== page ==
“To be serious, a revised trade policy would need to be married to a series of industrial policies,” Kuttner cautions. “The goal should be not just to improve the trade balance but also to revive American industry and safeguard it from China’s improper grabs of market share via subsidies and dumping. Trump has done nothing on that front.”
A serious effort to revive American industry and address the crisis gripping former manufacturing centers and rural areas throughout the industrial Midwest is something neither Democrats nor Republicans—nor the mainstream press—has grappled with.
That’s part of the reason Trump’s actions look so wild. There is very little conversation about what an economic policy that would protect workers and farmers—as opposed to U.S. corporations and stockholders—might look like.
That disconnect was on display in an August 2018 Time magazine profile of Peter Navarro, a Democratic economist who became Trump’s policy advisor. Time reporter Molly Ball calls Navarro “the [Steven] Miller of economic policy, the voice in Trump’s ear that eggs him on against the experts.”
“How did Navarro, a Democrat whose philosophy was formed by environmentalism and anti-corporatism, become the man behind Trump’s trade war?” Ball asks.
After China joined the World Trade Organization (WTO) in 2001, Ball writes, Navarro “started to notice that his MBA students were losing their jobs despite their sterling qualifications. He concluded that China’s trade practices–including export and production subsidies, currency manipulation and theft of intellectual property–were putting Americans at an unfair disadvantage.”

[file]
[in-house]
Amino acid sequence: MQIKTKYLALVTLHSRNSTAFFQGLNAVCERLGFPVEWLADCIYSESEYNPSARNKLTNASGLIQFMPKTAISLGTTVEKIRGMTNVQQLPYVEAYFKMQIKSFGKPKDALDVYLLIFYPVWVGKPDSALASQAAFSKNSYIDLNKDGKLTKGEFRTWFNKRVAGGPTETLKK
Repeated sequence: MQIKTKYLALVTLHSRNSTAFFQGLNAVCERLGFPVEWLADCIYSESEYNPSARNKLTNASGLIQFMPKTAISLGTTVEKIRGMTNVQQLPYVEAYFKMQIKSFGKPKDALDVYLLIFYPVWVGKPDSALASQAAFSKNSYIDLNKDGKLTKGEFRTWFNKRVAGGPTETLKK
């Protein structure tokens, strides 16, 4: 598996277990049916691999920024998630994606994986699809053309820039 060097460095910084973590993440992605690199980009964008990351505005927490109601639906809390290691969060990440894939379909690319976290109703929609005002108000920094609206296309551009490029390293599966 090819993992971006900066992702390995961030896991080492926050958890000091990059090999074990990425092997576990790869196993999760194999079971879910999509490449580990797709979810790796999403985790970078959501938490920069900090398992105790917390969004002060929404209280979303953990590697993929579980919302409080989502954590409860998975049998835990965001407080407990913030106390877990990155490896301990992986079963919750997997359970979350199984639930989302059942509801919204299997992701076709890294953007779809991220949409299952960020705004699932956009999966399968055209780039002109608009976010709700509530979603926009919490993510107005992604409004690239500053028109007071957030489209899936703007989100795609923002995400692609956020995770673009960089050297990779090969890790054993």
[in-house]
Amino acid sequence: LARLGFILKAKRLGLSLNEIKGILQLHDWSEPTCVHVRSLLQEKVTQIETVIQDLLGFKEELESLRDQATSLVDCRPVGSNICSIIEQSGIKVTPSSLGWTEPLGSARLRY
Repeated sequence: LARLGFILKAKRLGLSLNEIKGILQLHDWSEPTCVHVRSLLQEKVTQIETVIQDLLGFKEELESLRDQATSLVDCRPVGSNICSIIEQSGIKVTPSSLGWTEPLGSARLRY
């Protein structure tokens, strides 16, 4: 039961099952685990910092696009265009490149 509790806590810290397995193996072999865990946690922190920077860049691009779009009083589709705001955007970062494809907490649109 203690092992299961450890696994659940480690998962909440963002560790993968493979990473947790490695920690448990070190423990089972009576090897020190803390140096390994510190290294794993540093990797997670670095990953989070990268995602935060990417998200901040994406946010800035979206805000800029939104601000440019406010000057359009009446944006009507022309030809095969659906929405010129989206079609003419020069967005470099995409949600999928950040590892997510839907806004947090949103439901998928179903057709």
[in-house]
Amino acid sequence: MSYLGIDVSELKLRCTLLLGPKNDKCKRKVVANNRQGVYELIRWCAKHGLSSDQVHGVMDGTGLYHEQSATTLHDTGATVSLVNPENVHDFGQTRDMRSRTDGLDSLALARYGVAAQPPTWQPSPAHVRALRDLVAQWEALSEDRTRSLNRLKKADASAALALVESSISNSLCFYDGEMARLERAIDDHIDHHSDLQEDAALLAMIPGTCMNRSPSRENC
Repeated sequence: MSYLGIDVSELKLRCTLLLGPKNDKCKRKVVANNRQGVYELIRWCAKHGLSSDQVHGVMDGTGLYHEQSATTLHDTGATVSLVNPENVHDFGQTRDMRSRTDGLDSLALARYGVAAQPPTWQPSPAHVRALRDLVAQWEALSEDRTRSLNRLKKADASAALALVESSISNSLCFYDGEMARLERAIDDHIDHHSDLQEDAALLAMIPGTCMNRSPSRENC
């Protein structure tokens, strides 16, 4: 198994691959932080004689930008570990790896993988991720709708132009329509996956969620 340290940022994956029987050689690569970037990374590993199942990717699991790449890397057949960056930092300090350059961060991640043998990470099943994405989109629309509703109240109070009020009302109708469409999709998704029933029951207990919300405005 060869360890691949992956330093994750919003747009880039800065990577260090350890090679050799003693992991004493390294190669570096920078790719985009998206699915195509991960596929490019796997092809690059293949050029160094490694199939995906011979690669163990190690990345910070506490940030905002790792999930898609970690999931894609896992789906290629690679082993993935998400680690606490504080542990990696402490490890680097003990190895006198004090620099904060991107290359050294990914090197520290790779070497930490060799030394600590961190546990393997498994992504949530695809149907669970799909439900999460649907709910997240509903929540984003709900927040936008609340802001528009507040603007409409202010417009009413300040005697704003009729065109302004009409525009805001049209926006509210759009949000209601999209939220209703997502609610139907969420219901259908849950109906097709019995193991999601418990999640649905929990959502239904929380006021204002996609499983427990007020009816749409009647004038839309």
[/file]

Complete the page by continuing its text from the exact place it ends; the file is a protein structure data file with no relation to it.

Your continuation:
“In other words,” Ball concludes, “Navarro seemed to see in China a scapegoat for people like himself: well-credentialed Americans denied access to the success they felt they’d earned.”
But maybe Navarro, who came from a working-class background and made it his personal cause for decades to fight greedy developers and tax-cutting Republicans, was correct that the United States’ trade relationship with China was bad for American workers, as both Kuttner and Bernstein seem to think.
Both Trump and Bernie Sanders gained a lot of support in the Midwest with their opposition to foreign trade deals, Ball acknowledges. She quotes a 2016 poll that showed 68 percent of Americans said they’d prefer an American factory that created 1,000 jobs to a Chinese-owned factory that created 2,000 jobs in their community.
But to show the depths of Navarro’s hypocrisy, Ball quotes his warning from the 1990s about the rise of former Republican governor of California Pete Wilson: “This man without core beliefs,” he wrote, “wants to cynically ride a tidal wave of white male rage and anti-immigrant fervor right down the Potomac and into the White House.”
The attack on Trump is fair enough. But his get-tough stance on China trade resonates with voters for a reason that goes beyond lack of education and racism. It has to do with working people’s frustrations about being on the losing end of deals that have jacked up corporate profits while leaving ordinary Americans scrambling to scratch out a living in an increasingly unequal economy. Democrats ignore that at their peril.